The New Jersey Supreme Court on abortion.

The law, lawyers, and the court.
Feb. 20 2007 6:18 PM

Human Like Me?

The New Jersey Supreme Court case that could define the fetus.

What should doctors who perform abortions tell their patients beforehand? Of course women need to understand the risks of abortion in order to give their informed consent, as patients do for any medical procedure. But the risks of what, exactly, and to whom? In answering those questions, a case argued before the New Jersey Supreme Court on Tuesday could upend the practices of abortion providers in the state (and get the attention of the rest of the country) by enlisting juries in defining the nature of a fetus.

Rosa Acuna was a 29-year-old mother of two when she went to see her doctor, Sheldon Turkish, complaining of abdominal pain. An ultrasound test showed she was between five and seven weeks pregnant. Acuna says she asked Turkish if the "baby was already there," and that he responded, "don't be stupid, it is nothing but blood." Acuna signed a consent form and had an abortion. She says she then went to the library, read up on human development, and decided that her doctor had ended her relationship with a child she'd named Andres.

In 2004, Acuna sued Dr. Turkish for medical malpractice, arguing that abortion providers have a duty to tell their patients that the fetus or embryo they are carrying is "a complete, separate, unique and irreplaceable human being" and that the "abortion did not prevent a human being from coming into existence but actually killed an existing human being." Acuna's lawyer, Harold Cassidy, argues that they are simple statements of medical fact. What else is an embryo or fetus, if not an existing human being? Dr. Turkish's lawyers and the American Civil Liberties Union argue that Cassidy's formulation is an effort to force anti-abortion ideology into the mouths of abortion providers. Women won't be left better informed about biology. They'll be made to feel as if they're killing a child.

Trial court Judge Amy Piro Chambers dismissed the suit against Turkish. "A doctor cannot be found negligent for failing to present as medical fact the point of view of one faction in this grave ongoing national debate," she wrote. But last year, a New Jersey appeals court reversed, arguing that Acuna could go to a jury to argue over what medical information a doctor has to disclose when advising a patient about ending a pregnancy. If the appeals court ruling stands, Turkish's lawyers argue, then New Jersey will have a whole new standard for informed consent, in which they must say what Cassidy wants them to say: that the fetus is an existing human, member of the species homo sapiens, etc. And even if Turkish wins at trial, his lawyers warn, abortion providers throughout the state could have to start doing this to head off the threat of a lawsuit (because otherwise they'd have to pay when those suits go to a jury, too).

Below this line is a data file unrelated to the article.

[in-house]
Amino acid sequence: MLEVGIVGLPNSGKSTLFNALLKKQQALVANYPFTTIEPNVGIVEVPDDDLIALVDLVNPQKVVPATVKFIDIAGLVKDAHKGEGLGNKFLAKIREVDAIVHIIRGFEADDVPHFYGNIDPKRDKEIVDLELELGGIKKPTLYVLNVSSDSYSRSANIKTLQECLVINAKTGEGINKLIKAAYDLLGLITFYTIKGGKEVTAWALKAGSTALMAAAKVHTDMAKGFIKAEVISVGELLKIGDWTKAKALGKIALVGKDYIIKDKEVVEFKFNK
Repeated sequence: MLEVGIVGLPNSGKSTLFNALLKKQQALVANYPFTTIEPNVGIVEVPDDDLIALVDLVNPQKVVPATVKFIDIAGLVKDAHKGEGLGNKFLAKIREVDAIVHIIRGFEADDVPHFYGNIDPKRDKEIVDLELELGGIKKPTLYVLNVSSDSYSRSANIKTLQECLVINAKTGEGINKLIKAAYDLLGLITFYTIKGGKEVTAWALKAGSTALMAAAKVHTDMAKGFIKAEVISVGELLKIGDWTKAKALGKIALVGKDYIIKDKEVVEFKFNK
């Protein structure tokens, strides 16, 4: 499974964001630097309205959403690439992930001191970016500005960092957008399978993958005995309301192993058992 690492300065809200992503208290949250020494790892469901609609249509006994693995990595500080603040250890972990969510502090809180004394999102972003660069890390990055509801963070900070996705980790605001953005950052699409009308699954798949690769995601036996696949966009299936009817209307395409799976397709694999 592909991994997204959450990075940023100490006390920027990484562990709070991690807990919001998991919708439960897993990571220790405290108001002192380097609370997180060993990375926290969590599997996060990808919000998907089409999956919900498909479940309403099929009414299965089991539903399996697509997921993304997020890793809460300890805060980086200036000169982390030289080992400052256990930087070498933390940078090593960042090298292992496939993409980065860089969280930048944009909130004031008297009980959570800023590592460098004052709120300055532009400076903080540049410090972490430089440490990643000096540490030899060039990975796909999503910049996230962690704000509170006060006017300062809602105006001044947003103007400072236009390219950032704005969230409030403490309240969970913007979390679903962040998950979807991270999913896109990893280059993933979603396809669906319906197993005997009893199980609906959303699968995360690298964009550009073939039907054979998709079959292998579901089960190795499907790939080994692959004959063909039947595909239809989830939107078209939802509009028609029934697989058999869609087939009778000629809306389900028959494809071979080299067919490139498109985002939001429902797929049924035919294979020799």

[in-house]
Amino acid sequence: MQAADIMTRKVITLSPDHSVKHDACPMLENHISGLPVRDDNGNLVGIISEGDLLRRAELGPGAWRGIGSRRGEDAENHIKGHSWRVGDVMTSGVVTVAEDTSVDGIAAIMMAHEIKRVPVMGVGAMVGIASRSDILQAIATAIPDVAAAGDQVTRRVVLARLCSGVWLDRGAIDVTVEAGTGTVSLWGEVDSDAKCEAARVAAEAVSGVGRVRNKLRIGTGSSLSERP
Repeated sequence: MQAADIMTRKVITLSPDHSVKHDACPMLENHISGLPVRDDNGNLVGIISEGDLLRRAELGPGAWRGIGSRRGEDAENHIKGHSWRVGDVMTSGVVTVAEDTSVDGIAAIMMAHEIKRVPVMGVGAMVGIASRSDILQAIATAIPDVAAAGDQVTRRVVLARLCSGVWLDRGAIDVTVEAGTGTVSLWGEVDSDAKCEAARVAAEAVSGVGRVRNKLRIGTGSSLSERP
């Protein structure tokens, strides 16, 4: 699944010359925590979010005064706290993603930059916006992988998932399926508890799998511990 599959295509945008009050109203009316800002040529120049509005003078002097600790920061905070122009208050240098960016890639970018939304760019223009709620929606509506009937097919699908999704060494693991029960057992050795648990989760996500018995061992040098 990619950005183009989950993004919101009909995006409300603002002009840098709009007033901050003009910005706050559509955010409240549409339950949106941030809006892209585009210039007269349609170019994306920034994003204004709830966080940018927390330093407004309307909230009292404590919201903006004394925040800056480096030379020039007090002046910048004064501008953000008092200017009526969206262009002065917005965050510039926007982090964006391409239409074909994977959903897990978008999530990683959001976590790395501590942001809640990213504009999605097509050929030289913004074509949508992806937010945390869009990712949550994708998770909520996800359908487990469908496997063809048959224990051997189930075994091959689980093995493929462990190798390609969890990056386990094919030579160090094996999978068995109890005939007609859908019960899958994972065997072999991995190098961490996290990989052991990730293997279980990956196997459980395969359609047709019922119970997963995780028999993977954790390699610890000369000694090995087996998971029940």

Tuesday's argument at the state Supreme Court (which I watched on a handy court webcast) produced awkward moments for both sides. Turkish's lawyer, John Jackson, had to concede that his client had made an "offensive comment" and hadn't shown "particularly great bedside manner." (Turkish disputes Acuna's claim that he said a fetus was "nothing but blood," but at this pre-jury stage of the case, he's stuck with it.) "Set aside the philosophical and theological issue at the periphery of this case," about the human status of the fetus, Justice Barry Albin asked. Why shouldn't this case go to a jury? Couldn't the court impose some standard of medical accuracy on abortion providers—an explanation about gestational age and development?